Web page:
Once again, flooding has affected large parts of the country this winter, devastating homes and businesses, ruining the festive period for many and leaving a large clean-up bill. As the flood waters recede the key question for those who own or occupy affected properties is who is responsible for fixing the damage?
For leased properties the starting point should be the lease document and in particular the insurance clause. Landlords and tenants will need to ascertain whether flood damage was an insured risk and, if so, who was responsible for maintaining insurance cover. That party should claim under the policy and use the proceeds to repair the damage. Where flood damage is not an insured risk the traditional starting position has been that the tenant is responsible for reinstating the property.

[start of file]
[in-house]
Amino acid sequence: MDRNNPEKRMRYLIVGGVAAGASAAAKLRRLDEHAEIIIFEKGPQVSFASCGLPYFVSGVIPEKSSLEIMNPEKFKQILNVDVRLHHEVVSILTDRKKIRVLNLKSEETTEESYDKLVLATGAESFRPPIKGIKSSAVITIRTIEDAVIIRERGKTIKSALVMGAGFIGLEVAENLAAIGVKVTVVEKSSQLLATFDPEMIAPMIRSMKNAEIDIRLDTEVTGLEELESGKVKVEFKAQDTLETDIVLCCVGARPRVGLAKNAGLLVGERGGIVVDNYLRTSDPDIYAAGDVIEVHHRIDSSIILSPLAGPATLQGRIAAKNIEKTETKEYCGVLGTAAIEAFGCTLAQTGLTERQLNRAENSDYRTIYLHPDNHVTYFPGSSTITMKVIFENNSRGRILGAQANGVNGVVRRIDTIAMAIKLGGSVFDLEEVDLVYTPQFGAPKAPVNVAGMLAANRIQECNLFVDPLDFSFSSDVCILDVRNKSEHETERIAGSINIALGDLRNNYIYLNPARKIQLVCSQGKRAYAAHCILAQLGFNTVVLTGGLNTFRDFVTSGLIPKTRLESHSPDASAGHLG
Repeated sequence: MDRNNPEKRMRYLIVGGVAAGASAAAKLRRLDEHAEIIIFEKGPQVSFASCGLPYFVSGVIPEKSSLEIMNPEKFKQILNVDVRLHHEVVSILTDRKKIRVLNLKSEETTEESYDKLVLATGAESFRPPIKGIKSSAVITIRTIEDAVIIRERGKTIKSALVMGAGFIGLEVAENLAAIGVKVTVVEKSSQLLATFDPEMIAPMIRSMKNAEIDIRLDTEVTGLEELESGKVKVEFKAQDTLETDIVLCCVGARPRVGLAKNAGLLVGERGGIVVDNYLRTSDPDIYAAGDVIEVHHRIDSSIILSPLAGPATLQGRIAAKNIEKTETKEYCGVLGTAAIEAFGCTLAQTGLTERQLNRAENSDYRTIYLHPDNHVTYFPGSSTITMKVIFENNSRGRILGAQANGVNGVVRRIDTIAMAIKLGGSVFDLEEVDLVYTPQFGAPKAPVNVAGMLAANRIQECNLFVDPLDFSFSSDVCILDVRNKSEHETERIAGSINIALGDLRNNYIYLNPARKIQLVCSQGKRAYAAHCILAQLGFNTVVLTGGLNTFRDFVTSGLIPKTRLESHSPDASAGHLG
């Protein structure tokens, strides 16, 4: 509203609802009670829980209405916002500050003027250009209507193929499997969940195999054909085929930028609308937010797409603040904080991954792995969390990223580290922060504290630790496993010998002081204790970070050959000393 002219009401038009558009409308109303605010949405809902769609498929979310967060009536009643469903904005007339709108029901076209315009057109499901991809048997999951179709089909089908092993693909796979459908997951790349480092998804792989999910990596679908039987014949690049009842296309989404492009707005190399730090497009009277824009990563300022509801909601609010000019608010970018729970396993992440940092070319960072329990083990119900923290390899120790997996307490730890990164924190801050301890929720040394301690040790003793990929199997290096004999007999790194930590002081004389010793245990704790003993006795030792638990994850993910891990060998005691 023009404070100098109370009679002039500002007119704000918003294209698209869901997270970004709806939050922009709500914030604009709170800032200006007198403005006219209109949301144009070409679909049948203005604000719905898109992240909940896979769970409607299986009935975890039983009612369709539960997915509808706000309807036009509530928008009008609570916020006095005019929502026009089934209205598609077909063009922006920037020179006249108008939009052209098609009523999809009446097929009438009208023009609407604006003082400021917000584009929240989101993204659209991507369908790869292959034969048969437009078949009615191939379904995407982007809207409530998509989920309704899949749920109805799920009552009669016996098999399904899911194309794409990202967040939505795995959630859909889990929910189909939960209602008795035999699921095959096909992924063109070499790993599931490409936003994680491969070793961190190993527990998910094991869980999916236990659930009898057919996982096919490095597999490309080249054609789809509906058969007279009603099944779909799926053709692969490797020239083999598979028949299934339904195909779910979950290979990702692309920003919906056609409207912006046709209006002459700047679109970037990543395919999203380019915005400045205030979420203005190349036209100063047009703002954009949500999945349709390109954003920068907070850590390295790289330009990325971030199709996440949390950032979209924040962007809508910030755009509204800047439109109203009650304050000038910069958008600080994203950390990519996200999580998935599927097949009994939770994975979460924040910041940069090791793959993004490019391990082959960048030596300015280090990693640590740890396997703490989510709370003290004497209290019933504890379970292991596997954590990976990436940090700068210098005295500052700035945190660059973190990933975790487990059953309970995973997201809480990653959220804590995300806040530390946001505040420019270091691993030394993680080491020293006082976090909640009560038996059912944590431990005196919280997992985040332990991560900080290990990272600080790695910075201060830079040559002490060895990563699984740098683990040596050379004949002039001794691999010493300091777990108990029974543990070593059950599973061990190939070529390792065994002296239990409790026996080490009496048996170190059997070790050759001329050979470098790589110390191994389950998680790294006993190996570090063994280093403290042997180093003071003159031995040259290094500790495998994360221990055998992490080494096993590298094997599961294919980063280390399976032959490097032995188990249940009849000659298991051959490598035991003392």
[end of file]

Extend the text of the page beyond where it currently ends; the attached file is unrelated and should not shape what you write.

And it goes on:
However, it is now becoming increasingly common for landlords to take the risk of damage to property by an uninsured cause and for such damage to be treated in the same way as damage by insured risks. Where uninsured damage occurs, the parties may have agreed an automatic rent suspension for a fixed period, allowing time for the reinstatement of the property and reflecting the interruption caused to a tenant’s business and income. Alternatively or additionally, the parties may have agreed a mutual break clause if, following uninsured damage, the property is not reinstated within a fixed period. This position is supported by the 2007 Lease Code and is becoming increasingly commonplace.